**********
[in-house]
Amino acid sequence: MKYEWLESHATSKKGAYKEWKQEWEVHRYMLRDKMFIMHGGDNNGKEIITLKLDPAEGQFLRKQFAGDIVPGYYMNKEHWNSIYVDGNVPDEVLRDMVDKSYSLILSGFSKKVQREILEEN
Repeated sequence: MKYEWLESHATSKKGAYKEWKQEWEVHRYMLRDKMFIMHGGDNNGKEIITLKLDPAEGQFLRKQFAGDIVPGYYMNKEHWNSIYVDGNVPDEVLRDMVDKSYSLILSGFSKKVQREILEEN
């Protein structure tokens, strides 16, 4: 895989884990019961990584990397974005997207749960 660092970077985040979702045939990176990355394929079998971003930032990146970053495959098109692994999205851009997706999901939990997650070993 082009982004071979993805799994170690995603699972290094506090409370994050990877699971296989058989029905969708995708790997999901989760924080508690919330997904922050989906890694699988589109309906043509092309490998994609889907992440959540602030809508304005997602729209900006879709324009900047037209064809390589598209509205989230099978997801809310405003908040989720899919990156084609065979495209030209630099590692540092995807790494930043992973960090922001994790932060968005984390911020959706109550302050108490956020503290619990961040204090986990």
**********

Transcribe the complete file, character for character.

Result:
[in-house]
Amino acid sequence: MKYEWLESHATSKKGAYKEWKQEWEVHRYMLRDKMFIMHGGDNNGKEIITLKLDPAEGQFLRKQFAGDIVPGYYMNKEHWNSIYVDGNVPDEVLRDMVDKSYSLILSGFSKKVQREILEEN
Repeated sequence: MKYEWLESHATSKKGAYKEWKQEWEVHRYMLRDKMFIMHGGDNNGKEIITLKLDPAEGQFLRKQFAGDIVPGYYMNKEHWNSIYVDGNVPDEVLRDMVDKSYSLILSGFSKKVQREILEEN
């Protein structure tokens, strides 16, 4: 895989884990019961990584990397974005997207749960 660092970077985040979702045939990176990355394929079998971003930032990146970053495959098109692994999205851009997706999901939990997650070993 082009982004071979993805799994170690995603699972290094506090409370994050990877699971296989058989029905969708995708790997999901989760924080508690919330997904922050989906890694699988589109309906043509092309490998994609889907992440959540602030809508304005997602729209900006879709324009900047037209064809390589598209509205989230099978997801809310405003908040989720899919990156084609065979495209030209630099590692540092995807790494930043992973960090922001994790932060968005984390911020959706109550302050108490956020503290619990961040204090986990």